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Homearrow News and Events Year 2010 AIDS Therapy Could go Multi-Drug

AIDS Therapy Could go Multi-Drug

New course of action after HIV positive pregnant women develop strong resistance to Nevarpin, the drug in use now

The National AIDS Control Organisation (NACO) is likely to change the current single drug therapy into multi drug therapy currently used in the treatment of HIV positive pregnant women.

Resistance has been developed by patients against Nevarpin, the only medicine which is used to prohibit the transmission of the deadly virus from the mother to the foetus.

This has been proved by research done recently by National AIDS Research Institute (NARI). Elaborating on this, Dr R S Paranjape, director, NARI told Pune Mirror, “NACO had asked NARI to conduct research to find out whether a single dose of Nevarpin develops any resistance in the HIV virus.

NARI had studied and tested the blood samples of 100 pregnant women from Pune and Mumbai as part of this. The research found that after six to eight weeks of delivery, 15.6 per cent of the blood samples were found to have developed resistance against the HIV virus.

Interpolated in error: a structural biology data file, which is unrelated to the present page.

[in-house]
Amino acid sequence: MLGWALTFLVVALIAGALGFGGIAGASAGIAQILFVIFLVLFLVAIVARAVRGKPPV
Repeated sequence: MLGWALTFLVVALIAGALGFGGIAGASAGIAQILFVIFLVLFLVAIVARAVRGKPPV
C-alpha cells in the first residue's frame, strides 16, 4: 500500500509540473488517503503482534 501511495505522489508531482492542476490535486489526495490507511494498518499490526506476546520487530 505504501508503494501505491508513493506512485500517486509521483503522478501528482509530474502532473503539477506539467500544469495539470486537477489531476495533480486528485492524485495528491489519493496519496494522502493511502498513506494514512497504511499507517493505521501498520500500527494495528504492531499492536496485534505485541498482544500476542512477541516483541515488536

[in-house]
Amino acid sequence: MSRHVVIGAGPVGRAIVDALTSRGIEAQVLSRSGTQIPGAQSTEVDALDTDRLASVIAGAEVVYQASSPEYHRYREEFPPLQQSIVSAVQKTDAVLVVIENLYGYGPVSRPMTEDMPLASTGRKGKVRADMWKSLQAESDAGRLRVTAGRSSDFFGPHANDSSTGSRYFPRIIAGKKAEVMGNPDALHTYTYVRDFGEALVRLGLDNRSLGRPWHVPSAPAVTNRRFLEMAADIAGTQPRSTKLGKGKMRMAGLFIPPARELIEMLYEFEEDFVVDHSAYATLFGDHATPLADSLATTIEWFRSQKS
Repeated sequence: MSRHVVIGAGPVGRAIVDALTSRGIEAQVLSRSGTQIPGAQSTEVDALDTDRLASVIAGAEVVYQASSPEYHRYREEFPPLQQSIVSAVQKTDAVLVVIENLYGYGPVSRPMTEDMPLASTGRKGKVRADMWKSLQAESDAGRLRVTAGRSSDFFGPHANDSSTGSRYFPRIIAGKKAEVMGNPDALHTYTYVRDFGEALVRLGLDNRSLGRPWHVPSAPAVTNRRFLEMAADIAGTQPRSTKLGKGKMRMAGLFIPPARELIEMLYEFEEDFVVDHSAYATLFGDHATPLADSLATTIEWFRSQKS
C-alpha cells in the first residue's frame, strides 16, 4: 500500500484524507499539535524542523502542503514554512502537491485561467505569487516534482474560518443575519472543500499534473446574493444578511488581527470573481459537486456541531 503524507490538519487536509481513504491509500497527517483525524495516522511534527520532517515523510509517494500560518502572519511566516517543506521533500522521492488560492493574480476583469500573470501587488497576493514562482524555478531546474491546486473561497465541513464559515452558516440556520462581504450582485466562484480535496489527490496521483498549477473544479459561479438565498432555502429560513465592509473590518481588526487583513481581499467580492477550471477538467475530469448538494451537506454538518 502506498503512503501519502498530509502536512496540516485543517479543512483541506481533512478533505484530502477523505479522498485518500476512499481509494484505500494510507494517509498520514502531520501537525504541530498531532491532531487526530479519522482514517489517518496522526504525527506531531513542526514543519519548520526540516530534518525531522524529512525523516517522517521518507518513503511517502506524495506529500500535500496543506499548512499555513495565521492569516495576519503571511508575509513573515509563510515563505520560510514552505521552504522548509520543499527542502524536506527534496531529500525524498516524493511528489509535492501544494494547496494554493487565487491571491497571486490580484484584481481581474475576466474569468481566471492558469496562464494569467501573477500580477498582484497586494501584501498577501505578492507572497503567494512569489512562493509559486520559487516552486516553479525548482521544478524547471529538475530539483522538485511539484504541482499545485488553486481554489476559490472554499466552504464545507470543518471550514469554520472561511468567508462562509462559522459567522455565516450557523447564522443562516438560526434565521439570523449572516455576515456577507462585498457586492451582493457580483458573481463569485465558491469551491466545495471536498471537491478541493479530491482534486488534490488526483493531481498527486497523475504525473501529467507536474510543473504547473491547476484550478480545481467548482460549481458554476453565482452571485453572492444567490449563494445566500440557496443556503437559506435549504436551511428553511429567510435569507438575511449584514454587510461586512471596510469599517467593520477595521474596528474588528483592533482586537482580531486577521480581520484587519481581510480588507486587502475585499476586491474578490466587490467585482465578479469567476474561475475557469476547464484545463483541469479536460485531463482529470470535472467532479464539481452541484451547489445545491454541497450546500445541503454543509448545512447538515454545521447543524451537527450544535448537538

Considering the findings of this research it is now clear that there is a need for multi–drug therapy in the treatment of HIV positive pregnant women. Single drug therapy is not as effective in the treatment of a life– threatening virus like HIV as it was expected earlier.”

Dr Paranjape also added that usage of a double or multi–drug therapy could restrict the growth of the HIV virus and also prevent the development of resistance to the virus.

Hence, it will be useful in preventing the transmission of the deadly virus from the mother to the foetus. In 2003, another similar study was conducted in which the blood samples of babies of within the age group of two to six months were studied.

Scientist Dr S Tripathi had conducted this study. This research, too, found that 10.2 per cent babies had developed resistance to the drug.

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Source: Pune Mirror

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